Teenagers face high unemployment rates while looking for jobs

Elsy Barcelo

Being independent in terms of money is difficult for teens. Finding jobs and managing time makes it even harder for teens to earn money.

Teens who do have jobs during high school are usually hired by family or friends or end up in low-paying jobs like selling advertisements for a company that pays based on your sales.

“I got a job as a busboy at an Italian restaurant last summer where my dad works after he recommended me to his employee and I started working the next day,” junior Morgan Marin said.

Unfortunately, many teens aren’t getting jobs, let alone learning skills. Companies aren’t to blame for not hiring teens, but the student. It is much more simple than one thinks when it comes to finding the job and then applying for it.

The first step is for a student to go to their school counselor and ask if there are any internships to apply for and minimum- wage job applications. Volunteering is another option.

“We (Opportunity Nation) encourage high schools to offer internships and apprenticeships to students, often for credit, so students can gain valuable skills and experience,” said Jennifer Jordan, senior writer for Boston-based Opportunity Nation, in an email interview. “I’d also encourage youth to volunteer for a cause and organization they believe in as volunteering can often be a great way to gain experience and make connections that can lead to a paying job.”

Jobs for teens are not only meant for money, but also to enhance their skills, time management and how to handle responsibilities. Depending on the individual’s job, for example, an internship can help them obtain skills to enrich their education in college and make choices on their major.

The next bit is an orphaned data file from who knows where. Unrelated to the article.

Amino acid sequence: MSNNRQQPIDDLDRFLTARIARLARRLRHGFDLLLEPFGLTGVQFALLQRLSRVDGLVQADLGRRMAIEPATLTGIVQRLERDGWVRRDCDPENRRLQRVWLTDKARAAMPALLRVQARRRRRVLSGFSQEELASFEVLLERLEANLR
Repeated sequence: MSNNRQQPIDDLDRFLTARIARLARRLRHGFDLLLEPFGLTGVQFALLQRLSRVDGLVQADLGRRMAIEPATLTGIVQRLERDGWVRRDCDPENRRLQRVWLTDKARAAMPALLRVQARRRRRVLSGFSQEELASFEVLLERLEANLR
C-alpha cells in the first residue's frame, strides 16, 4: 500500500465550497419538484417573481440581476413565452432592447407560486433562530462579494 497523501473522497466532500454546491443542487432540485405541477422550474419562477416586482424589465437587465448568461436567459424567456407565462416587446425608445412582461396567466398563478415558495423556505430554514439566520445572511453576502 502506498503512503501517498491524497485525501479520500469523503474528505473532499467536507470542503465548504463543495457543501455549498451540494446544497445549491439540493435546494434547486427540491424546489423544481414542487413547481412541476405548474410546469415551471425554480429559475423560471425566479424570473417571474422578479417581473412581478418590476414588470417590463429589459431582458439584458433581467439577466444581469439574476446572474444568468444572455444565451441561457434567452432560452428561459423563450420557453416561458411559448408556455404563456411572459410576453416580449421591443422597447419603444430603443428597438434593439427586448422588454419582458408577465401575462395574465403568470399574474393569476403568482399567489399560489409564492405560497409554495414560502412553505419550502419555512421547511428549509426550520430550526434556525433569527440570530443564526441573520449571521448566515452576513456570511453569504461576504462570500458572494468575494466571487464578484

Teens have limited options for work, including mowing lawns, raking leaves and baby sitting. The luckier teens get minimum wage jobs at fast-food restaurants, sit-down restaurants or in retail stores. However, almost any job is worth it to a teen, especially if they’re getting paid.

“Teens gain confidence, job skills and professional connections and networks that can lead to other jobs when they work,” Jordan said.

In California alone, 34.6 percent of people between the ages of 16 to 24 were unemployed in 2012. In Los Angeles however, nearly 15 percent of young adults between the ages of 16-24 are either not in school or not working, according to Opportunity Nation, a non-profit organization.

Due to the lack of a job experience, it puts people in the 16-24 age group in risk of a low-wage job in the future.

For the year of 2013, youth groups such as “In This Together” and other youth groups became more involved in working to help teens find jobs.

Even with the help of youth groups and school counselors, several teens choose not to work for many reasons, ranging from school and sports to taking care of family. The same reasons can be used for companies who hire people with experience over high school and college students.

“I’m glad I got this job. It’s long hours but I help out my dad, get some money for myself and meet new people every day,” Marin said.